Highly dispersive mixing applications run at comparatively lower throughput rates. As the rates are decreased or increased (at a constant screw rpm) the materials spend more or less time in mixing zones where shear effects and extensional flow fields are dominant, and thus the “mixing experience” is impacted.
Mass Transfer - Devolatilization/ removal of gases
TSEs are ideally suited for devolatilization as the pressure gradient in the TSE process section is easily designed to accommodate zero pressure under vents to prevent vent flooding. Devolatilization is a mass-transfer limited process where unreacted monomer, solvent, water or other undesirable volatile contaminants are removed from a polymer melt (up to 25 % is viable). Increasing the screws rpm and/or decreasing the feed rate generally improves DV efficiencies. Vents can be sequenced and atmospheric, or vacuum venting can be applied to further enhance devolatilization effects. At high screw rpms, degradation of the formulation may occur (as other boundary conditions may be encountered).
Factors that affect devolatilization efficiencies include:
Residence time under the vent or vents - longer is better but…
- Oxygen, shear, time, and temperature may contribute to degradation and side reactions
- Understand kinetics of degradation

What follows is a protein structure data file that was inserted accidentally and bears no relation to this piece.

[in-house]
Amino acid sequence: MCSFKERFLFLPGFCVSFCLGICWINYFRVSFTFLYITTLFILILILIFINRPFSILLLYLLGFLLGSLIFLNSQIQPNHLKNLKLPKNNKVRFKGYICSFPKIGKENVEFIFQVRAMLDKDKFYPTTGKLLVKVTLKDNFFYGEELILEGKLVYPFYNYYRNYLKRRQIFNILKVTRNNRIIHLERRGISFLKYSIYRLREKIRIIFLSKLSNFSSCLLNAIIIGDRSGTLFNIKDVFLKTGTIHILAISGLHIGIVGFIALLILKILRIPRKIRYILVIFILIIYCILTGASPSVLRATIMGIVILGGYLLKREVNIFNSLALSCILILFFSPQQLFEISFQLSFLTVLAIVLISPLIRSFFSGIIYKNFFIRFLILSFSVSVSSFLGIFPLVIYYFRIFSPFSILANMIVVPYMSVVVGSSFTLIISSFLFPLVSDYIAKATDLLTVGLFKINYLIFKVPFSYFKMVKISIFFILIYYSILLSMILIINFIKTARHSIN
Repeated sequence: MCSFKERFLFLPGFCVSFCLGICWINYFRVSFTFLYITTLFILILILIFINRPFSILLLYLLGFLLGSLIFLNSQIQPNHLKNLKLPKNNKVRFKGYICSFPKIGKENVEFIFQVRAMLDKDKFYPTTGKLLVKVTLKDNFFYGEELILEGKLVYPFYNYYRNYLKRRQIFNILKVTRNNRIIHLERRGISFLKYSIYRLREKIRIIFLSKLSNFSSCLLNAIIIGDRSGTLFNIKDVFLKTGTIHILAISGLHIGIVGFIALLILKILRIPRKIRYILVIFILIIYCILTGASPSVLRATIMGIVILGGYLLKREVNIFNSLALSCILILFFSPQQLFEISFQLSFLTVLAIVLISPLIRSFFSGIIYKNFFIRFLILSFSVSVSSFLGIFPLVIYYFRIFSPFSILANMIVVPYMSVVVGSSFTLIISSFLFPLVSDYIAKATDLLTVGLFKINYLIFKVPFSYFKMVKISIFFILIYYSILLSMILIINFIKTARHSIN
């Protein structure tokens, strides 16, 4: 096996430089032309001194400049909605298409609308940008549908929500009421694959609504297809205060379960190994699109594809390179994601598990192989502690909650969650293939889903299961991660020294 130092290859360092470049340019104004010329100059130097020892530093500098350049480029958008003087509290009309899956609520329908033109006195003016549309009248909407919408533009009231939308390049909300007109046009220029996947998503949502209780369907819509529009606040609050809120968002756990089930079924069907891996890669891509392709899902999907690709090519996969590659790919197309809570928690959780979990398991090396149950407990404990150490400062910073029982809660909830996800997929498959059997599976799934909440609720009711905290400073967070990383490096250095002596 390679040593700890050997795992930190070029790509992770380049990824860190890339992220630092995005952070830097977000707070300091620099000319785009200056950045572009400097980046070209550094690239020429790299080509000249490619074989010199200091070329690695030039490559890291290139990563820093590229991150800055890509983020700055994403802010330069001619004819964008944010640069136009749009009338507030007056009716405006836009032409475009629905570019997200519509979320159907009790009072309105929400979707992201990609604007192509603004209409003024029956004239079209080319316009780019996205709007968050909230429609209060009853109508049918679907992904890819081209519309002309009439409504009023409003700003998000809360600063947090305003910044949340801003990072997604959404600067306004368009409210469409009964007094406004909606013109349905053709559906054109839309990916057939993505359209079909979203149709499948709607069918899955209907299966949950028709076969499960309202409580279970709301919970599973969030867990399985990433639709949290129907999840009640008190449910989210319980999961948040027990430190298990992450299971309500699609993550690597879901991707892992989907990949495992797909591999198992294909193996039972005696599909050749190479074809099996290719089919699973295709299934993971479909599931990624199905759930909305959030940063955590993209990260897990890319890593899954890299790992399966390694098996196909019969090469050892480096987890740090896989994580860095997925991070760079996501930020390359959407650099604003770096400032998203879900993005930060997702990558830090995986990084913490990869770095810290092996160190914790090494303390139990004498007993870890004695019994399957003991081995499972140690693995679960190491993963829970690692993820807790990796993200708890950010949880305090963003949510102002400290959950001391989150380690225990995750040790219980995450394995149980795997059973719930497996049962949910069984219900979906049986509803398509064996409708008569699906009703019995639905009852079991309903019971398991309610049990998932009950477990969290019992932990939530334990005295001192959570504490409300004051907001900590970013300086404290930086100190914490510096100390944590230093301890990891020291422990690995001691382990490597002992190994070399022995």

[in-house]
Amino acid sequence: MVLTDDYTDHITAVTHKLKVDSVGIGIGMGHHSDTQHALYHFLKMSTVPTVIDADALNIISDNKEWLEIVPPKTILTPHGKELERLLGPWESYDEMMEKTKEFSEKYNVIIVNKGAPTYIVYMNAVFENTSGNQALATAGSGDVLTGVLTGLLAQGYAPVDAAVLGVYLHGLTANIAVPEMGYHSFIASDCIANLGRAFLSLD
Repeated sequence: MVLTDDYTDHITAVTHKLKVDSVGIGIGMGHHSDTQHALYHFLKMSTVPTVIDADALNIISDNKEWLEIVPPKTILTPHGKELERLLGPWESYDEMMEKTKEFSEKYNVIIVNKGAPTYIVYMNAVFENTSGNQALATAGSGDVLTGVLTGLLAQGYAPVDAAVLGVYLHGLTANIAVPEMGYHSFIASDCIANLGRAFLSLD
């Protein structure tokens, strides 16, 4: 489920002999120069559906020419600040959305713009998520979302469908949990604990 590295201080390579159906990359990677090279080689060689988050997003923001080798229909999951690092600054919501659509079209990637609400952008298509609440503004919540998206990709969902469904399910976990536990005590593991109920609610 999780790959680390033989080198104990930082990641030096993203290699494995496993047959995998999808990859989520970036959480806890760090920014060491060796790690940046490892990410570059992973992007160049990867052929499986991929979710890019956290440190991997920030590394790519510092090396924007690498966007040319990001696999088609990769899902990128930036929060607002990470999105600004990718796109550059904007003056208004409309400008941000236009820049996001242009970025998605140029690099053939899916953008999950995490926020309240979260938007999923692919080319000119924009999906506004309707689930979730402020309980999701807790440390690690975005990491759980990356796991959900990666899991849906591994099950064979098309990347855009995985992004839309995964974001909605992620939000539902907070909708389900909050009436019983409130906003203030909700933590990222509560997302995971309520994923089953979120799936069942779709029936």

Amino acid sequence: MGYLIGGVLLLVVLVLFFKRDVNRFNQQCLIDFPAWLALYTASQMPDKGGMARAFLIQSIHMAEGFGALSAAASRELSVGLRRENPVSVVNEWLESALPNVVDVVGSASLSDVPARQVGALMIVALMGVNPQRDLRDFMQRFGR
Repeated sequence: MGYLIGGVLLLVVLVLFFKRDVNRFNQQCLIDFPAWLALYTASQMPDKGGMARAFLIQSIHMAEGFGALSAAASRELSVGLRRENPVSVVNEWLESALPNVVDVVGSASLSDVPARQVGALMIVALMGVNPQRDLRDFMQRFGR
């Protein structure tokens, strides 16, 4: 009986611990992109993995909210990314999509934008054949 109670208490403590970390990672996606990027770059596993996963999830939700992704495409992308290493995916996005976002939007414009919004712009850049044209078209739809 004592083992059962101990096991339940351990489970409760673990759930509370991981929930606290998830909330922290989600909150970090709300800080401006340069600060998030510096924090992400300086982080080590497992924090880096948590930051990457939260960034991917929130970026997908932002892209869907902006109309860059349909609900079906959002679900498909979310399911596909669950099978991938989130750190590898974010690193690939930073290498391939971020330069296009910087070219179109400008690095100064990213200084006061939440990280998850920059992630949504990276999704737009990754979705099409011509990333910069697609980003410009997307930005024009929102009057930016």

Surface area of the melt - higher is better
- Smaller melt pools
- Increase screw rpms
- Decrease rate
Surface renewal - higher is better
- Renewed surfaces come from rolling pools and partially filled screw channels
- Increase screw rpms
Melt temperature (Tm):
A balance must be made to impart enough shear (and energy) into the process to melt the polymer while also facilitating mixing/devolatilization with minimal degradation effects. Without exception, elevated Tm results in degradation of polymer formulations. A myriad of factors directly impact Tm, including but not limited to:
- Screw rpms (lower is often better, lower peak shear)
- Melting zone (extended melt zone and high temperature setpoints might help)
- Mixing elements (minimization is best if mixing quality is still achieved)
- Discharge pressure (lower is better due to less overflight mixing from pumping elements)
- OD/ID ratio (higher OD/ID ratio results in lower average shear)
- Barrels design (intensive cooling bores help, 2 inlets/outlets per barrel is deemed state-of-the-art)
The residence time in a twin screw process section is typically in the 15 seconds to 1+ minute range. Extended residence times at elevated temperatures may be the primary cause of degradation as compared to the TSE discharge Tm. Front-end systems that include screen changers, gear pumps and dies will dictate a lower Tm from the TSE and must be anticipated.